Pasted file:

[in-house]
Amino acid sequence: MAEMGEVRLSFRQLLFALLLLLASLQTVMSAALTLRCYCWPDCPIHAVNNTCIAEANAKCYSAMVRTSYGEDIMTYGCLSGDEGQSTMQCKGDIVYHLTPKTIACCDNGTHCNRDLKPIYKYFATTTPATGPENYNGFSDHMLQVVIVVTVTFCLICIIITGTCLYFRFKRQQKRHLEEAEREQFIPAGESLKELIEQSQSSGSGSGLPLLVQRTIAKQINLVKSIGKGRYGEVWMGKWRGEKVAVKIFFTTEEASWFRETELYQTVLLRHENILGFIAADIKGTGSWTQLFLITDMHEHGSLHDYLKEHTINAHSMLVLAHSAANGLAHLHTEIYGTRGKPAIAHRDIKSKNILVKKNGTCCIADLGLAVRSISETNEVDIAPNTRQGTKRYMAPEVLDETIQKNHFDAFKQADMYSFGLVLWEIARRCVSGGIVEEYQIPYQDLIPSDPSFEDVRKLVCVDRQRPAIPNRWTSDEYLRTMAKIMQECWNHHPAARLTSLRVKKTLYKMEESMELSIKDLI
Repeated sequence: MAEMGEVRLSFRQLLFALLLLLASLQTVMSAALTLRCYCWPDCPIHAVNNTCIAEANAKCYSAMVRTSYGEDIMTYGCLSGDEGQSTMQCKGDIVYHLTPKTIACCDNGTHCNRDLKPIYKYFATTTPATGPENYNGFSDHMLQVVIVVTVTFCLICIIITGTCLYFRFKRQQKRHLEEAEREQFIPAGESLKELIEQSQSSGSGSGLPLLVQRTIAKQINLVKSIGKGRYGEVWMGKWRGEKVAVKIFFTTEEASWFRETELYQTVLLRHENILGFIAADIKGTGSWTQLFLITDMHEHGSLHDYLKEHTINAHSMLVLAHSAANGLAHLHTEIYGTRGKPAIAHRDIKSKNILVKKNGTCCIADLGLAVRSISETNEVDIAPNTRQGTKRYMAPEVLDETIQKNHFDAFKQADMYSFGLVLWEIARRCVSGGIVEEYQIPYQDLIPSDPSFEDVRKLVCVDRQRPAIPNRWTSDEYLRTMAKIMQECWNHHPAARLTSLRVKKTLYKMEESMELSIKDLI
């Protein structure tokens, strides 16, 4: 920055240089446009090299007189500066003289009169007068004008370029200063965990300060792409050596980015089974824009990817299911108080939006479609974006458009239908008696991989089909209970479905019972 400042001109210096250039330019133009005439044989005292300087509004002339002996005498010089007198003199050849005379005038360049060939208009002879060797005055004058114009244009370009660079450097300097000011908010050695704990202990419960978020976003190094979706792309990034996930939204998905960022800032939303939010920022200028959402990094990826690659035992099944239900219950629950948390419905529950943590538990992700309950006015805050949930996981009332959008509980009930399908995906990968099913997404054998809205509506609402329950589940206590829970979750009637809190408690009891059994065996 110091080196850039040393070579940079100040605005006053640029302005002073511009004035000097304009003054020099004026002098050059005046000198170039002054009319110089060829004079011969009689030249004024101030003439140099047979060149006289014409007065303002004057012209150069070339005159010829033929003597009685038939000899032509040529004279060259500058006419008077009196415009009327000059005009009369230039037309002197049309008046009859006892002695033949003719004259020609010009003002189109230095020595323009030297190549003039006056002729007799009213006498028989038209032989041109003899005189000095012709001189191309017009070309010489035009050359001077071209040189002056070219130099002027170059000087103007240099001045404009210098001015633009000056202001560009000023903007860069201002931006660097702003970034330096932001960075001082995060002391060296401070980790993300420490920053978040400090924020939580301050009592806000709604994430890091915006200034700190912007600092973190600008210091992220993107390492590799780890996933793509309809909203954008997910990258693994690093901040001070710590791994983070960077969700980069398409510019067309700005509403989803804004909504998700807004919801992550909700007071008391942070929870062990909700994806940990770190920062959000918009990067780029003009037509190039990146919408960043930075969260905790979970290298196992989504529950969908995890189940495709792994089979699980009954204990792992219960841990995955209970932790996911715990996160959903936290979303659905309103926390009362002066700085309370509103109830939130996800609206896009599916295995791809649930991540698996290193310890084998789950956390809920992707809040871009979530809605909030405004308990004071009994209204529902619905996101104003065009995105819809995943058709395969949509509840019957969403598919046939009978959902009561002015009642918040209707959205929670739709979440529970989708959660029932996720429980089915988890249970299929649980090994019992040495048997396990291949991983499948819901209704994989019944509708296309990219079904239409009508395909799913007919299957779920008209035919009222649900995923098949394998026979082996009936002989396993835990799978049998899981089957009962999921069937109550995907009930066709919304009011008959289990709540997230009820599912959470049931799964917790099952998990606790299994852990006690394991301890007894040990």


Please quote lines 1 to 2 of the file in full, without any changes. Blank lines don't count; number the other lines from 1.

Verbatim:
[in-house]
Amino acid sequence: MAEMGEVRLSFRQLLFALLLLLASLQTVMSAALTLRCYCWPDCPIHAVNNTCIAEANAKCYSAMVRTSYGEDIMTYGCLSGDEGQSTMQCKGDIVYHLTPKTIACCDNGTHCNRDLKPIYKYFATTTPATGPENYNGFSDHMLQVVIVVTVTFCLICIIITGTCLYFRFKRQQKRHLEEAEREQFIPAGESLKELIEQSQSSGSGSGLPLLVQRTIAKQINLVKSIGKGRYGEVWMGKWRGEKVAVKIFFTTEEASWFRETELYQTVLLRHENILGFIAADIKGTGSWTQLFLITDMHEHGSLHDYLKEHTINAHSMLVLAHSAANGLAHLHTEIYGTRGKPAIAHRDIKSKNILVKKNGTCCIADLGLAVRSISETNEVDIAPNTRQGTKRYMAPEVLDETIQKNHFDAFKQADMYSFGLVLWEIARRCVSGGIVEEYQIPYQDLIPSDPSFEDVRKLVCVDRQRPAIPNRWTSDEYLRTMAKIMQECWNHHPAARLTSLRVKKTLYKMEESMELSIKDLI